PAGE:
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 Post subject: Magnificent Doll
PostPosted: Tue Nov 28, 2017 1:13 pm 
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Joined: Fri Jun 13, 2014 1:14 pm
Following her Best Actress Oscar win in 1940 for Kitty Foyle, Ginger Rogers was able to spend the next decade and beyond balancing dramatic roles with the lighter musical and comedy performances for which she had become known. The RKO films with Fred Astaire behind her, Rogers found herself in a position where she could appear in Tender Comrade, a black-and-white film about wives living on the home front, one year, and lavish Technicolor musical Lady in the Dark, the next. In 1946, she was cast by Frank Borzage (7th Heaven, Street Angel) as one of America’s most beloved First Ladies, Dolley Payne Madison, in Magnificent Doll.

Written by Irving Stone, whose popular biographical novels would inspire such films as Vincente Minnelli’s Lust for Life and Carol Reed’s The Agony and Ecstasy, Magnificent Doll traces Madison’s journey to the White House from her youth in Virginia at the end of the Revolutionary War to the famed episode in which, during the Battle of Bladensburg, she refused the leave her exalted residence without a portrait of George Washington. In between she is wooed by two great men of American politics, Senator Aaron Burr (David Niven) and his colleague, James Madison (Burgess Meredith).

Lavishly designed, Magnificent Doll boasts cinematography by five-time Academy Award nominee Joseph A. Valentine (Shadow of a Doubt), striking outfits by legendary costume designers Travis Banton (best known for his work on a number of Josef von Sternberg’s pictures with Marlene Dietrich) and Vera West (whose credits include Bride of Frankenstein, Dracula and other classic Universal horror pictures), and hats by the celebrated milliner and fashion designer Lilly Daché.

SPECIAL EDITION CONTENTS

High Definition (Blu-ray) presentation
Original mono audio (uncompressed LPCM)
Optional English subtitles for the deaf and hard-of-hearing
Brand new audio commentary by writers and film historians David Del Valle and Sloan De Forest
Brand new visual essay by film critic and novelist Farran Nehme on the dramatic roles of Ginger Rogers
Reversible sleeve featuring original and newly commissioned artwork by Jennifer Dionisio
FIRST PRESSING ONLY: Illustrated collector’s booklet featuring new writing on the film by Nathalie Morris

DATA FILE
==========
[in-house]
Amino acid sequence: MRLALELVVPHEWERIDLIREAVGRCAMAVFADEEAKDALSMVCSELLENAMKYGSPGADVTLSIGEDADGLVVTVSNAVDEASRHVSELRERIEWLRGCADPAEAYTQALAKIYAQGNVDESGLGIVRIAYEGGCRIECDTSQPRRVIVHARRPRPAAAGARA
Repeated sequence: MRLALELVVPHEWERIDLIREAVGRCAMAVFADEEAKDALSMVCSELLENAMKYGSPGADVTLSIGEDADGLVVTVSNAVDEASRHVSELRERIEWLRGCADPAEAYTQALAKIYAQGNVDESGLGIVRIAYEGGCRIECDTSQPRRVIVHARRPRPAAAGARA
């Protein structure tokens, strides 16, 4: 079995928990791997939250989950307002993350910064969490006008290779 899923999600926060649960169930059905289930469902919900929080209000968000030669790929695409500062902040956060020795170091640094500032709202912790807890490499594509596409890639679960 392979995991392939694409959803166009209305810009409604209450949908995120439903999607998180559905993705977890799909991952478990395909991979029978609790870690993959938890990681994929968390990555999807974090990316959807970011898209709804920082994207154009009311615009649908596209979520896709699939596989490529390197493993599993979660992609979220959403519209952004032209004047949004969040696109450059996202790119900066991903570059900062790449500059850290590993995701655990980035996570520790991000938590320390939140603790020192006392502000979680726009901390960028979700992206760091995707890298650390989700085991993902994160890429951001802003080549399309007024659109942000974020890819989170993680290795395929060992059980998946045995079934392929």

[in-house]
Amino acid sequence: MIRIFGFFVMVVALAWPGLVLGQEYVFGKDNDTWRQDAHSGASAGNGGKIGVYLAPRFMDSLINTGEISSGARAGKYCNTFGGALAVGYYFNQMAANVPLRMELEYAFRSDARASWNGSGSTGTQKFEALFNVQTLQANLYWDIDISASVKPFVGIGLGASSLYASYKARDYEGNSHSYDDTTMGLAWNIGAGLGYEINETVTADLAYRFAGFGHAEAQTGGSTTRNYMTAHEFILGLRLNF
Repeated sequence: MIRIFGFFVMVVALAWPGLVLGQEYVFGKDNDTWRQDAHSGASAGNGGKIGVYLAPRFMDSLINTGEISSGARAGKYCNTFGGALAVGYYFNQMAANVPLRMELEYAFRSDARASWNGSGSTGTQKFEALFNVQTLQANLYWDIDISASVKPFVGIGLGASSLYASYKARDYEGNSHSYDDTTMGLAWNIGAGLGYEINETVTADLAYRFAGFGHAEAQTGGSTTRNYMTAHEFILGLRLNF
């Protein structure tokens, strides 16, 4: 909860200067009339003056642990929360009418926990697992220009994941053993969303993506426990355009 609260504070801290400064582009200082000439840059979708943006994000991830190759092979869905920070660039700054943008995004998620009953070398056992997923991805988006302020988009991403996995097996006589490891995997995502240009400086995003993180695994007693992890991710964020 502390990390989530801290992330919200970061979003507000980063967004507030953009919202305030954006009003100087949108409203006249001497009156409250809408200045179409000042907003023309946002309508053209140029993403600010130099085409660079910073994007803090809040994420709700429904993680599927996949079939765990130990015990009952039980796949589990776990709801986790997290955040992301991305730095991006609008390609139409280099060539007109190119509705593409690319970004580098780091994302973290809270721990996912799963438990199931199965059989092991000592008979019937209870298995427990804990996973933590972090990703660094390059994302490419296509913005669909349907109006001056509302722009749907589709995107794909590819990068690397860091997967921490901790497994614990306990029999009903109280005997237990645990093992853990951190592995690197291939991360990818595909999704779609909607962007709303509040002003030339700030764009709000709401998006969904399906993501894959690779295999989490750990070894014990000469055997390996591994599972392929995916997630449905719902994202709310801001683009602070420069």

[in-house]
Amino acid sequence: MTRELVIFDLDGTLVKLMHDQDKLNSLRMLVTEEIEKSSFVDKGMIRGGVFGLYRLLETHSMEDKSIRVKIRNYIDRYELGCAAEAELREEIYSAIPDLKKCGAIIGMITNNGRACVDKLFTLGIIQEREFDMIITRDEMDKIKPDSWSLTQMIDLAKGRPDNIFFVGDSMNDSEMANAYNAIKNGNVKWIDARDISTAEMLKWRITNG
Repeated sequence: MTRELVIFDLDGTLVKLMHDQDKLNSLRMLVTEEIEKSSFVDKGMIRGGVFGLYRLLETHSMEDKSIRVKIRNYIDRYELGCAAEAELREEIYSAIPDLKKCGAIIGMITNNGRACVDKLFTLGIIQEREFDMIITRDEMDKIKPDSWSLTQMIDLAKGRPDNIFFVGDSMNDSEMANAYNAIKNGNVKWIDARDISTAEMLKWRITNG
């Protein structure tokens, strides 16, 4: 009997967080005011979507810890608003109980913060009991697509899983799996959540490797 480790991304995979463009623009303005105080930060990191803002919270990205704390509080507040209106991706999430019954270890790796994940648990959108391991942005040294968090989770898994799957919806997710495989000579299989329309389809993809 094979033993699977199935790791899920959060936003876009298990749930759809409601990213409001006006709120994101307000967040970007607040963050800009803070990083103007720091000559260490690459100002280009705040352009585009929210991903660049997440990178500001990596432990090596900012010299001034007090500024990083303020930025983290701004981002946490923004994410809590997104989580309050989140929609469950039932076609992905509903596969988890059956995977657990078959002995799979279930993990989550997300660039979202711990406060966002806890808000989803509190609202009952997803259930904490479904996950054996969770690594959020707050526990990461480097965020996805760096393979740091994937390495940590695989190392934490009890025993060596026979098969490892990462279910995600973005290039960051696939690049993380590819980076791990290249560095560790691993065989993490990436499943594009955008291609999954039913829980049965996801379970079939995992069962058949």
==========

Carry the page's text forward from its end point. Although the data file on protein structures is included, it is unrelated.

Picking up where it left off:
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19 February


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 Post subject: Re: Magnificent Doll
PostPosted: Tue Nov 28, 2017 10:58 pm 
Dot Com Dom
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Joined: Wed Jan 11, 2006 2:42 pm
My write-up from the War List Project:
Quote:
Magnificent Doll (Frank Borzage 1946) Every single review says variations of the same thing: This is a bad history and a bad film. But I love Hollywood, even when it fudges the facts to make for a better entertainment. Plus who cares enough about Dolly Madison to get worked up over it? But alas, the naysayers are right and the biggest sin here isn't that historical or biographical accuracy has been smudged, but that in doing so a better film still could not be produced. Ginger Rogers, in her fading years, is the titular Mrs Madison, and even usual charmers like David Niven and Burgess Meredith as the famous colonial politicos can't salvage a lifeless slog like this. A film with no possible audience.

How or why this got a lavish release from Arrow is a legit mystery


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 Post subject: Re: Magnificent Doll
PostPosted: Wed Nov 29, 2017 12:40 am 
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Joined: Tue Apr 15, 2008 10:25 am
Location: SLC, UT
Arrow never saw a film d'auteur they didn't like?


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 Post subject: Re: Magnificent Doll
PostPosted: Wed Nov 29, 2017 11:34 am 
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Joined: Thu Jan 15, 2015 12:35 am
The tens and tens of people at the Frank Borzage message board (or the "Frank Message Boardzage") will be ecstatic.


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 Post subject: Re: Magnificent Doll
PostPosted: Wed Nov 29, 2017 12:01 pm 
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Joined: Mon Feb 08, 2016 12:54 pm
Location: Great Falls, Montana
It's all a part of a secret PsyOp to drive this forum crazy.


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 Post subject: Re: Magnificent Doll
PostPosted: Wed Nov 29, 2017 12:14 pm 
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Joined: Sun Nov 07, 2004 10:34 pm
So the film noir boxed set really is just the beginning of a lot of "Olive Films" releases, isn't it?

The increase in productivity for the Academy line isn't necessarily hurting its output of really great discs of really fine films (The Apartment, in particular, and all the boxed sets), but it does seem to be mostly focused around the 'also rans' of great film artists and a diverse selection of (largely middle brow, not that there's anything wrong with that) contemporary titles.


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 Post subject: Re: Magnificent Doll
PostPosted: Wed Nov 29, 2017 1:44 pm 
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Joined: Wed May 18, 2011 9:37 am
To be fair, a significant amount of MOC, Indicator, and Arrow output over the last 2-3 years have been UK editions of titles first released by TT, Kino, and Olive.


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